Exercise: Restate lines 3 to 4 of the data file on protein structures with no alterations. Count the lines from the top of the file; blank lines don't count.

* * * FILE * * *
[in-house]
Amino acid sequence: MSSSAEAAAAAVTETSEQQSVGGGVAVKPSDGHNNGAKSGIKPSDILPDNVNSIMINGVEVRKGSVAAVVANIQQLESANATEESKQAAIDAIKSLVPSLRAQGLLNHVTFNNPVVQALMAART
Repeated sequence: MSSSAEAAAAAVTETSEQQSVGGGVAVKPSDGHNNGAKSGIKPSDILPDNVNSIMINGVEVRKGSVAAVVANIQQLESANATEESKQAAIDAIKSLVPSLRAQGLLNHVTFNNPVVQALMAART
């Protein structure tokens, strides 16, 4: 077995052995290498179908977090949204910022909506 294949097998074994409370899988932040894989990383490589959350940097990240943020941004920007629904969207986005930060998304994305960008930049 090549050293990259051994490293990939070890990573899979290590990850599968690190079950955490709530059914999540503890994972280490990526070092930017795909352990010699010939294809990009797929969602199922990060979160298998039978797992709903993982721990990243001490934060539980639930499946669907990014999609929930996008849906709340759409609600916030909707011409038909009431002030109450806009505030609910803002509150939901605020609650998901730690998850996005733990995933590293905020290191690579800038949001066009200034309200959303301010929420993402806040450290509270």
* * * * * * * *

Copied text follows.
Repeated sequence: MSSSAEAAAAAVTETSEQQSVGGGVAVKPSDGHNNGAKSGIKPSDILPDNVNSIMINGVEVRKGSVAAVVANIQQLESANATEESKQAAIDAIKSLVPSLRAQGLLNHVTFNNPVVQALMAART
């Protein structure tokens, strides 16, 4: 077995052995290498179908977090949204910022909506 294949097998074994409370899988932040894989990383490589959350940097990240943020941004920007629904969207986005930060998304994305960008930049 090549050293990259051994490293990939070890990573899979290590990850599968690190079950955490709530059914999540503890994972280490990526070092930017795909352990010699010939294809990009797929969602199922990060979160298998039978797992709903993982721990990243001490934060539980639930499946669907990014999609929930996008849906709340759409609600916030909707011409038909009431002030109450806009505030609910803002509150939901605020609650998901730690998850996005733990995933590293905020290191690579800038949001066009200034309200959303301010929420993402806040450290509270």